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Motto


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Motto



The motto was originally a war cry or slogan. Mottoes first began to be shown with arms in the 14th and 15th centuries, but were not in general use until the 17th century. Thus the oldest coats of arms generally do not include a motto. Mottoes seldom form part of the grant of arms: Under most heraldic authorities, a motto is an optional component of the coat of arms, and can be added to or changed at will; many families have chosen not to display a motto.

Motto: Fier et sage
Motto Translation: Proud and Wise.


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Breteforth Family Crest Products


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Breteforth Family Crest Products




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See Also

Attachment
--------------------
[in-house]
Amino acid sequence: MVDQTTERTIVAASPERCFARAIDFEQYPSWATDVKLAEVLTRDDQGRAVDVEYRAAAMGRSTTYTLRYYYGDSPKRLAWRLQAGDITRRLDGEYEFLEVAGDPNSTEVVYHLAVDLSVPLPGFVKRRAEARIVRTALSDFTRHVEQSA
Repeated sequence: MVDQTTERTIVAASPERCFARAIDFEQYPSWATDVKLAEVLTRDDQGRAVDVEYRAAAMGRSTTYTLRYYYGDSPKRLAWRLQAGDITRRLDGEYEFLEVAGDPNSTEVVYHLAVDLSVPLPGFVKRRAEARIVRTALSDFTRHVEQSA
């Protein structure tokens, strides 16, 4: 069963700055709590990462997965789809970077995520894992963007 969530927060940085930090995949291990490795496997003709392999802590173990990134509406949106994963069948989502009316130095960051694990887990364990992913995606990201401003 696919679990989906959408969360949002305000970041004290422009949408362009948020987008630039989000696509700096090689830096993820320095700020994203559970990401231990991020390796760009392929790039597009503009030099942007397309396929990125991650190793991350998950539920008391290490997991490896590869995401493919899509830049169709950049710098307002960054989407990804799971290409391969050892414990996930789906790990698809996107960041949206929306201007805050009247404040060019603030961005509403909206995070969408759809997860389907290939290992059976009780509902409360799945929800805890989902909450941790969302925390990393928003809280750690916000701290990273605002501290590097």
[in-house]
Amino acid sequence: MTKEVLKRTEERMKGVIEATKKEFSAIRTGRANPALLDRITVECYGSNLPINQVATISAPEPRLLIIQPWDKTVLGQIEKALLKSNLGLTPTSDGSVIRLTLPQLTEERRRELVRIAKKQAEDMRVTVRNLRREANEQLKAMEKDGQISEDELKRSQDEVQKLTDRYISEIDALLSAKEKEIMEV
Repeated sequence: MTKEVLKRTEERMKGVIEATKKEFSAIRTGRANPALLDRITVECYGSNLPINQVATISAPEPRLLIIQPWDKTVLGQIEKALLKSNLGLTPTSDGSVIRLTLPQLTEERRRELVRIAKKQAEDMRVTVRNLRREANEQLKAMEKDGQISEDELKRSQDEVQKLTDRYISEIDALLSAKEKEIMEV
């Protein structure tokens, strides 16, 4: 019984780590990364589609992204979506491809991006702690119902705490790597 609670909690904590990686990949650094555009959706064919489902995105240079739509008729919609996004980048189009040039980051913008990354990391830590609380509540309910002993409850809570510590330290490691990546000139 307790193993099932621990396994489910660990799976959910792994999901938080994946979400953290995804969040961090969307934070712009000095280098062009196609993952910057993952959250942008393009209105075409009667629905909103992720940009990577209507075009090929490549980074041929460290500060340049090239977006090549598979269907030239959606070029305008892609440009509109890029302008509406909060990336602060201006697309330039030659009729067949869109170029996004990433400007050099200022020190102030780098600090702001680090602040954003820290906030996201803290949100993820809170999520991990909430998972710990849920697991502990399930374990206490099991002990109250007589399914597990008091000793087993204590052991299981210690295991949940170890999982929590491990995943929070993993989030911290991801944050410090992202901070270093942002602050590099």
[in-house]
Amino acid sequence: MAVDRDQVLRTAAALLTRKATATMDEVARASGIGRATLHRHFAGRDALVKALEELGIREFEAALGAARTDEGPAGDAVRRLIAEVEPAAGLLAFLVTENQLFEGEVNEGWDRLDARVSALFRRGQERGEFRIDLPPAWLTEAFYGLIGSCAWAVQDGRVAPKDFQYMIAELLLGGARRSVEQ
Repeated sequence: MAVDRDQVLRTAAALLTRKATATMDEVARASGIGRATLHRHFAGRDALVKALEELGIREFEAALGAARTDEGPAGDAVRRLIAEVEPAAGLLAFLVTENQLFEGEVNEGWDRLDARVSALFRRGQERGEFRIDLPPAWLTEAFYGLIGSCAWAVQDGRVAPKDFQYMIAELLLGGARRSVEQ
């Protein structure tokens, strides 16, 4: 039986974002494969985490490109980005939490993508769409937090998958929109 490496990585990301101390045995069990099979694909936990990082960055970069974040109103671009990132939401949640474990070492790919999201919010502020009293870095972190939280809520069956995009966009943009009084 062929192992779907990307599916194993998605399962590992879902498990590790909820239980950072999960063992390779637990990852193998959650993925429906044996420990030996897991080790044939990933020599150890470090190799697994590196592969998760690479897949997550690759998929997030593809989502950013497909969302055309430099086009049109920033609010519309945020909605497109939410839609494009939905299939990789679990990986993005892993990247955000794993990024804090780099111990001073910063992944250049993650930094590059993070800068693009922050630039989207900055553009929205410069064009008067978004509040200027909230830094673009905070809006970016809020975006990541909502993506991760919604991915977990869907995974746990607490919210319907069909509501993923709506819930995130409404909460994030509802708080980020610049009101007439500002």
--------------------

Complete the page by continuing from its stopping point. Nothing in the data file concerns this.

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See Also




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Citations


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Citations



    Other References

    1. Magnusson, Magnus. Chambers Biographical Dictionary 5th edition. Edinburgh: W & R Chambers, 1990. Print.
    2. Thirsk, Joan. The Agrarian History of England and Wales. Cambridge: Cambridge University Press: 7 Volumes. Print.
    3. Colletta, John P. They Came In Ships. Salt Lake City: Ancestry, 1993. Print.
    4. Bardsley, C.W. A Dictionary of English and Welsh Surnames: With Special American Instances. Wiltshire: Heraldry Today, 1901. Print. (ISBN 0-900455-44-6).